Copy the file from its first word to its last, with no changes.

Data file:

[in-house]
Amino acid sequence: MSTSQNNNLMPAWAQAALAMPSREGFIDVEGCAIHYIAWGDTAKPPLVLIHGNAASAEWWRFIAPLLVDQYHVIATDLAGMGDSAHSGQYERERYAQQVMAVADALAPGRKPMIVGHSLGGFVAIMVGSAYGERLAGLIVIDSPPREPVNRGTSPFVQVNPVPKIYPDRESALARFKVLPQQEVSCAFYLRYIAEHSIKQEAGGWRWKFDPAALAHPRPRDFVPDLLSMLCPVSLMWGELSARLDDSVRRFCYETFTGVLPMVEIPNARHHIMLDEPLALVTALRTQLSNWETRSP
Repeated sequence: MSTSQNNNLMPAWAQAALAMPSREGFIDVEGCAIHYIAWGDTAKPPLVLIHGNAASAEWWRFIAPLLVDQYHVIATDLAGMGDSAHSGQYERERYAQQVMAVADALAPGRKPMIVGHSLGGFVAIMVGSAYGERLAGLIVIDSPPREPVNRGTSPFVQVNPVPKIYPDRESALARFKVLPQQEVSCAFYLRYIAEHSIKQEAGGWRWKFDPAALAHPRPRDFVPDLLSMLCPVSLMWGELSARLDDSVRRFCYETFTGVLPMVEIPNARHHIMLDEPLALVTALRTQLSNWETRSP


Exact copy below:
[in-house]
Amino acid sequence: MSTSQNNNLMPAWAQAALAMPSREGFIDVEGCAIHYIAWGDTAKPPLVLIHGNAASAEWWRFIAPLLVDQYHVIATDLAGMGDSAHSGQYERERYAQQVMAVADALAPGRKPMIVGHSLGGFVAIMVGSAYGERLAGLIVIDSPPREPVNRGTSPFVQVNPVPKIYPDRESALARFKVLPQQEVSCAFYLRYIAEHSIKQEAGGWRWKFDPAALAHPRPRDFVPDLLSMLCPVSLMWGELSARLDDSVRRFCYETFTGVLPMVEIPNARHHIMLDEPLALVTALRTQLSNWETRSP
Repeated sequence: MSTSQNNNLMPAWAQAALAMPSREGFIDVEGCAIHYIAWGDTAKPPLVLIHGNAASAEWWRFIAPLLVDQYHVIATDLAGMGDSAHSGQYERERYAQQVMAVADALAPGRKPMIVGHSLGGFVAIMVGSAYGERLAGLIVIDSPPREPVNRGTSPFVQVNPVPKIYPDRESALARFKVLPQQEVSCAFYLRYIAEHSIKQEAGGWRWKFDPAALAHPRPRDFVPDLLSMLCPVSLMWGELSARLDDSVRRFCYETFTGVLPMVEIPNARHHIMLDEPLALVTALRTQLSNWETRSP